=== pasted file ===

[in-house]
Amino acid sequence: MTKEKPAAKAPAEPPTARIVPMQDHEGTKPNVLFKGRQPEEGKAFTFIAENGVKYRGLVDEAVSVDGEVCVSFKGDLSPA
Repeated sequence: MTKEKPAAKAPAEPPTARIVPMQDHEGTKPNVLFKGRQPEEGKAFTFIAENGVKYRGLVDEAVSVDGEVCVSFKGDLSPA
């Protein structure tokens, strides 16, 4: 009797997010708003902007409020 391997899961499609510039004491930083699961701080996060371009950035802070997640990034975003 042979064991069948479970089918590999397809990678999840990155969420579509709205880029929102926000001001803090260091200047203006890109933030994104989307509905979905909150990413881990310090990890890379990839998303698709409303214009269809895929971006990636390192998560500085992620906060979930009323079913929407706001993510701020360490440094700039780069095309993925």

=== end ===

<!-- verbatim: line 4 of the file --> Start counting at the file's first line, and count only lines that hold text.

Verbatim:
């Protein structure tokens, strides 16, 4: 009797997010708003902007409020 391997899961499609510039004491930083699961701080996060371009950035802070997640990034975003 042979064991069948479970089918590999397809990678999840990155969420579509709205880029929102926000001001803090260091200047203006890109933030994104989307509905979905909150990413881990310090990890890379990839998303698709409303214009269809895929971006990636390192998560500085992620906060979930009323079913929407706001993510701020360490440094700039780069095309993925």